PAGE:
The mountains are high and the Emperor is far away

After nearly three decades in Rome, I have a new vantage point, from which the whole business in Rome suddenly takes on precisely that air of self-referentiality Pope Francis has warned about.

Pope Francis celebrates a Mass to open the process that will lead up to the assembly of the world Synod of Bishops in 2023, in St. Peter's Basilica at the Vatican Oct. 10, 2021. (CNS photo/Remo Casilli, Reuters)

As far as I can recall, this is the first time in more than a quarter-century that I haven’t been in Rome for a big Church event taking place there. The big event is the opening of the universal Church’s own “synodal path” toward the Ordinary General Assembly of the Synod of Bishops, slated for October, 2023.

Towards a Synodal Church: Communion, Participation, and Mission is the official theme, but everyone is calling it a “synod on synodality” or some such, because that’s what it is.

From this new vantage point, the whole business in Rome suddenly takes on precisely that air of self-referentiality, which Pope Francis has warned us from the outset we must dispel. One may be forgiven the impression that he has also frequently governed as though navel-gazing were the order of the day, and the conclusion that his modes and orders of governance have contributed in some part to the present malaise.

There’s an old saying: “Fish rots from the head, down.”

Rome is where the Church’s head sits, so it stands to reason that things would be at once headier and apparently in more urgent need of attention (from) there. It also stands to reason that those in Rome would be most thoroughly inured to the stench, and Francis has been in Rome for a good while now.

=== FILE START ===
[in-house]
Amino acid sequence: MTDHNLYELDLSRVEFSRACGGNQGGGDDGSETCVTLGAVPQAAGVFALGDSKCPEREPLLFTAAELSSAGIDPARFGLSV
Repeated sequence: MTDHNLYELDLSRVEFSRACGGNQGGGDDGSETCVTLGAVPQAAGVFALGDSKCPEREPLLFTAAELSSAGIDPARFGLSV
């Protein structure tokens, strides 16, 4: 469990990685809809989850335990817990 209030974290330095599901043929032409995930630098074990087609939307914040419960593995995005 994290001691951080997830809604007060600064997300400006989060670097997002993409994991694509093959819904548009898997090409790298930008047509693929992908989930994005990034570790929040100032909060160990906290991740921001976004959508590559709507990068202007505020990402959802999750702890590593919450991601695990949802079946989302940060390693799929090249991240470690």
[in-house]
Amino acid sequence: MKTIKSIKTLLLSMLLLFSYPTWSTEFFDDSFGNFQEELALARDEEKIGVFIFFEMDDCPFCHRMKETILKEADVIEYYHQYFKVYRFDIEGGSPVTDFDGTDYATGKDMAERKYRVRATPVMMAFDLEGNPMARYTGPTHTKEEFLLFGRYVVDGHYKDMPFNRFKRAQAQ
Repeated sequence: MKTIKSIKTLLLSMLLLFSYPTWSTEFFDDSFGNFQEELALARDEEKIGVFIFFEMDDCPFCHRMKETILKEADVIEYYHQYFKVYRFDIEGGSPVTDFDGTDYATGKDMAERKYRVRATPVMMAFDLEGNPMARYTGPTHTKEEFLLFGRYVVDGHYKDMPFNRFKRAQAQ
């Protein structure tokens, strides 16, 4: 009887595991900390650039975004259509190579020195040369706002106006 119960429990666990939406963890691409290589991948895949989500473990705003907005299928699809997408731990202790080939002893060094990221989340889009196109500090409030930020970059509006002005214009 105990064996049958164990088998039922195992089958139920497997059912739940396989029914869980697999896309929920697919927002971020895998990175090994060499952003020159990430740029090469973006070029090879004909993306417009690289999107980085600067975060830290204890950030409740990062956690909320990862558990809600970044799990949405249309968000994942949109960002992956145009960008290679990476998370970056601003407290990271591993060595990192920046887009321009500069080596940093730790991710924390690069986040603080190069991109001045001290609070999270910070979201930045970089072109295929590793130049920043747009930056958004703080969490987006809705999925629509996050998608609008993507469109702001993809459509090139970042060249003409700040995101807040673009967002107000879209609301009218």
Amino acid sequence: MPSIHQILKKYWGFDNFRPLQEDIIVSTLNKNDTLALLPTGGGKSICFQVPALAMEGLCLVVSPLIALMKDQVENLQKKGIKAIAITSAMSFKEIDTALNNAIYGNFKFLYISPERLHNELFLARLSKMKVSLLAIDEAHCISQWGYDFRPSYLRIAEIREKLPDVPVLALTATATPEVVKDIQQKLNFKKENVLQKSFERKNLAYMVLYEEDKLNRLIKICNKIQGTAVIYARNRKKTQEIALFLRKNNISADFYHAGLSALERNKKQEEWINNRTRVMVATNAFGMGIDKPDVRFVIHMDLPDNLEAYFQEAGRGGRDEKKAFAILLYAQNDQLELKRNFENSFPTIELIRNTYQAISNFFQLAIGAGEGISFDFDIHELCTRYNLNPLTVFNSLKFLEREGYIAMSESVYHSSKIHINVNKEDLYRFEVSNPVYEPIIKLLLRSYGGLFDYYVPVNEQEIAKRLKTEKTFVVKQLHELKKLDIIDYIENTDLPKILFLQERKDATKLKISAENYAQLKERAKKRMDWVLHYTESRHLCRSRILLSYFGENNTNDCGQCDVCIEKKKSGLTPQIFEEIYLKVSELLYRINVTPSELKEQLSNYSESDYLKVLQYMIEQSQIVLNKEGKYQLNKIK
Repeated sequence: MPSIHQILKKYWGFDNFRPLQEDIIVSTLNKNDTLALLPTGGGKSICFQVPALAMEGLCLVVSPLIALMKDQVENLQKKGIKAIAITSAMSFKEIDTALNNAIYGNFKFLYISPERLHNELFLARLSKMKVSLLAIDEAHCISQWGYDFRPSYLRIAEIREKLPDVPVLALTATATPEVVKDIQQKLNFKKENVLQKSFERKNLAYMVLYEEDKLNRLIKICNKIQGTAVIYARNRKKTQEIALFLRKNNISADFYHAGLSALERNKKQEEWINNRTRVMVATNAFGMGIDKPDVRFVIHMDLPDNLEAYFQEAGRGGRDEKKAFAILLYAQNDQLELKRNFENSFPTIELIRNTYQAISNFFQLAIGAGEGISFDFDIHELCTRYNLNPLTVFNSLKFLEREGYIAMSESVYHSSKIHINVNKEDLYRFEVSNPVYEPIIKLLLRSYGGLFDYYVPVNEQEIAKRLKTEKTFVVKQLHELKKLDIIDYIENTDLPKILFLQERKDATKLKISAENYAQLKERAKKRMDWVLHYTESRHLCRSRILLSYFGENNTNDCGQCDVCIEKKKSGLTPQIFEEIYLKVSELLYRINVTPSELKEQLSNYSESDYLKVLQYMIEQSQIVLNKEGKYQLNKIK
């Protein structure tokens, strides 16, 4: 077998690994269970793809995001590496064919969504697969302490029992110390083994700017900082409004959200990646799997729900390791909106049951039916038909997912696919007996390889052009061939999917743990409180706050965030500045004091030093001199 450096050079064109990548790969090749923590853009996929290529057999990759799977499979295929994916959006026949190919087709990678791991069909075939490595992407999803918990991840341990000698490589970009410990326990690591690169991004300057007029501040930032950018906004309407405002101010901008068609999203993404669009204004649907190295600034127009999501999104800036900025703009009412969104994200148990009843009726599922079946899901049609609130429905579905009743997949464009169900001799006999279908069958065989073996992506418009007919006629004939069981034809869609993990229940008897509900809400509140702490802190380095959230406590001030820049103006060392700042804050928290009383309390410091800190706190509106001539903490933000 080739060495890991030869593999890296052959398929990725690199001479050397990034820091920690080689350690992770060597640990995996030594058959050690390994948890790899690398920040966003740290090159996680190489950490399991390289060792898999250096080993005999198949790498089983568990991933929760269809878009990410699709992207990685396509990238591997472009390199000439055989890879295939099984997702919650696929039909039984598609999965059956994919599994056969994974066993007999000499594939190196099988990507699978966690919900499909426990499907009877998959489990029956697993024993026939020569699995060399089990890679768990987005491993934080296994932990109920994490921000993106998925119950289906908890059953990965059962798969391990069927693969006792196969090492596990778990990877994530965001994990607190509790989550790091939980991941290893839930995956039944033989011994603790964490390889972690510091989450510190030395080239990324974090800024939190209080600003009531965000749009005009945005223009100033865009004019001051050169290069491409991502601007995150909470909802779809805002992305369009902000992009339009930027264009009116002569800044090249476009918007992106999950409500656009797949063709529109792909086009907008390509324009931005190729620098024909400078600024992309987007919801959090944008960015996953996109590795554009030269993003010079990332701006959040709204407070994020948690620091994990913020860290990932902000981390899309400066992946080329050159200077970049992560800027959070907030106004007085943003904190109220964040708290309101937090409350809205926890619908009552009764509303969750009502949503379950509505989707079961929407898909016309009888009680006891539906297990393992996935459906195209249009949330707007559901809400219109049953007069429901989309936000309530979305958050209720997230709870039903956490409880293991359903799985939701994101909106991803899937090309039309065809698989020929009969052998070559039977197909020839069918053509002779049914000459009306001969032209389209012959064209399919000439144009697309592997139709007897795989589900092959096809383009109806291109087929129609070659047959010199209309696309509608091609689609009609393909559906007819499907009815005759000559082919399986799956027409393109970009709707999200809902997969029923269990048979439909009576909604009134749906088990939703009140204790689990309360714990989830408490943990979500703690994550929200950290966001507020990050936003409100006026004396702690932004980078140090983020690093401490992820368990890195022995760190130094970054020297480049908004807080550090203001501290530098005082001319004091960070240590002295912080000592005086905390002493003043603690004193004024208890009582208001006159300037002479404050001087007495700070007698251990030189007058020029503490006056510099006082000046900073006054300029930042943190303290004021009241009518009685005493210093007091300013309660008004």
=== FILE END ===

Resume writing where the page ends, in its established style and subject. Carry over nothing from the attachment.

Church watchers have described the “synodal path” as a vast consultation – a great listening session – and that seems at least in part to track with a good bit of what Pope Francis said about the journey on which he set the Church last Saturday. “Are we good at listening?” he asked in his homily. “How good is the ‘hearing’ of our heart?”

Do we allow people to express themselves, to walk in faith even though they have had difficulties in life, and to be part of the life of the community without being hindered, rejected or judged?” he asked.

[W]henever we listen with the heart,” he said, “people feel that they are being heard, not judged; they feel free to recount their own experiences and their spiritual journey.”

That is not the universal experience of synodality as a mode of governance under Pope Francis. One could hardly blame devotees of the older liturgy, for example, if they don’t exactly feel welcomed. The Pope just told them they aren’t welcome in parishes. They may well feel themselves judged: They’ve been told they are at least suspected of disloyalty, and in any case the pope’s new law treats them as though they are in fact disloyal. I’ve yet to hear of their invitation to share their experiences and their spiritual journeys.

The mountains are high,” runs an old Chinese proverb, “and the Emperor is far away.”

Here, I’ve met dedicated priests in area parishes where the liturgies they celebrate sometimes have newfangled hymns and sometimes have traditional settings, who wonder what they did that was so wrong with the latter as to earn them a mark of suspicion from the Emperor – my interpolation, not their words – and they try to answer their parishioners’ questions but can’t, because they haven’t the wherewithal to answer them.

Here, I’ve met parishioners who just want their children to be Catholic, and don’t much care what stripe or flavor.

Here, I’ve met recent converts who are trying to figure out what being Catholic means and how to do it (better).

Here and nearby, I’ve seen all sorts of outreaches and charitable initiatives – all examples of real, creative fidelity – undertaken by people hard at work but hardly on display, with Latin Mass-goers and Gather! hymnal types working together diligently and in harmony. I know – or reasonably surmise – how they prefer to worship, because I’ve listened to them and worshipped with them here and there. I can count on one hand, with fingers to spare, how many times the so-called Liturgy Wars have been a subject of conversation.